In military life, the word “normal” is just as foreign as the concept of being able to “plan” anything. In the world of a military teen, however, this can be problematic when trying to assess their overall mental and physical health or well-being.
For example, dealing with a deployed parent or the stress of moving all time is enough for anyone to lose their appetite every now and again, so how would a parent go about detecting abnormal eating behavior in their military teen?
Currently, there is very limited data suggesting military dependent teenagers may be at an increased risk for developing an eating disorder, and so far there has been no study comparing military teens to their civilian counterparts based on their eating habits. The closest one we’ve found was a 2015 study that compared overweight or obese military teens with civilian teens regarding “loss of control” eating.
The military teens in the study did report having more depressive symptoms and social adjustment issues than their civilian peers, and also reported having a greater disordered-eating habits.
But how can we, as their parents, tell if our military teen may be on the cusp of an eating disorder? Sure, there are some major red flags that anyone could notice, such as dramatic weight loss over a short period of time, bruising on their knuckles from throwing up when they go MIA after dinner, or excessive exercise. A quick internet search will show you numerous sites listing the official signs and symptoms from A-Z.
But what about the other warning signs that aren’t so clear cut? Here are a few ways our struggling teens may try to pull one over on us in the food department:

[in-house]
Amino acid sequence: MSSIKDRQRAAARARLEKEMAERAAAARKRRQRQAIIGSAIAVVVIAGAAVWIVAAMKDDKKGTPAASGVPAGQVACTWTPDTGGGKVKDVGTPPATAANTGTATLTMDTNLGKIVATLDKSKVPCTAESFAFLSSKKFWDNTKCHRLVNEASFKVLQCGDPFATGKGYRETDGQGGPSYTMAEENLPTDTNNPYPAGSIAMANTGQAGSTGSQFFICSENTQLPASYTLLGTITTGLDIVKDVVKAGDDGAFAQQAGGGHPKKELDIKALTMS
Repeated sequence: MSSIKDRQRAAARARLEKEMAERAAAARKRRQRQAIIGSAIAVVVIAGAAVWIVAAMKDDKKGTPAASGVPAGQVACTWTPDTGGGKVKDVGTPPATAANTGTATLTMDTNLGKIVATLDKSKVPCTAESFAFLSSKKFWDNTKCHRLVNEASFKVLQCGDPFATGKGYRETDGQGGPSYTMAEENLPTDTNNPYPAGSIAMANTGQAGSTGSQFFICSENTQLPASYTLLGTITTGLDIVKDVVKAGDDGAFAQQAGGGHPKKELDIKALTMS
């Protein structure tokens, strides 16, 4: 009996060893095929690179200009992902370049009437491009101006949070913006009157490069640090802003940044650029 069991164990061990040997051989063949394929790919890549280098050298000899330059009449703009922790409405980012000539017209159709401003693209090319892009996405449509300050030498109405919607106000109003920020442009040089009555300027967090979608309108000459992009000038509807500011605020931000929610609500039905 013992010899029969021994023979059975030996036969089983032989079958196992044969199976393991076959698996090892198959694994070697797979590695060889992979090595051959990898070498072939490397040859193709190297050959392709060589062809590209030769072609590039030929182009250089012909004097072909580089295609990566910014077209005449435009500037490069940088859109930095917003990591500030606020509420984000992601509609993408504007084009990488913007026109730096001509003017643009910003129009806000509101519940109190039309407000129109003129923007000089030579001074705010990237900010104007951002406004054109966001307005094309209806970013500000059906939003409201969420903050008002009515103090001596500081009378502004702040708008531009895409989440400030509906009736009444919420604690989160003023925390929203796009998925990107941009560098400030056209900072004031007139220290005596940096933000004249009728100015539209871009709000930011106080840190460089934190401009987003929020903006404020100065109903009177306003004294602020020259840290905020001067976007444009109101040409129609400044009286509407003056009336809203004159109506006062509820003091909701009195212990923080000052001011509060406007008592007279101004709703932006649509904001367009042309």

1. They’re wearing baggy clothes (and it’s NOT the “in” style)
Did your daughter ditch her jeggings for a pair of baggy sweatpants? Could you comfortably fit both of you into the gigantic t-shirt she’s been sporting? If this isn’t a new style (which, if it is, it shouldn’t be), she may be trying to hide the fact she’s had a massive weigh loss.
2. A pantry in their bedroom
Your teen may have hidden food in their room. I’m a firm believer of “sweeping” (literally and figuratively) my kids’ rooms weekly. It honestly wouldn’t surprise me to find random chip bags on their desk or a soda can in their drawer. But if I were to start finding a hoard of snacks, hidden wrappers in their socks, or an entire food pantry in their closet, I might start to wonder why. This is kind of a major sign of binge eating.
3. From human garbage disposal to picky eater
We all outgrow our favorite foods, or OD on them along the way. Our taste buds will always change over time, regardless of our age. But when you notice that ALL of your teen’s favorite foods have gone untouched for a while, you may want to inquire. If it’s just one or two types of foods they’re avoiding, there’s no need to push the subject. But if they stop eating ALL of their favorites at the same time…it’s time for the 3rd degree.
If you think your military teen might have an eating disorder, get them into their PCM as soon as possible. Not sure how to bring it up in conversation? You can always contact Military OneSource and speak to a specialist for advice. But did you know that there’s an eating disorder hotline? If you’re not sure how to bring it up to your military teen or want to know more about what you can do, the hotline will help you find the best resources specific to eating disorders. They’ll keep your call confidential and provide you with educational materials, support groups and even treatment options for your mil-teen.
Bottom line, we know our kids and when something is wrong, the mom and dad alarms go off without a hitch. If you feel something is off, it’s better to be over protective and be proven wrong.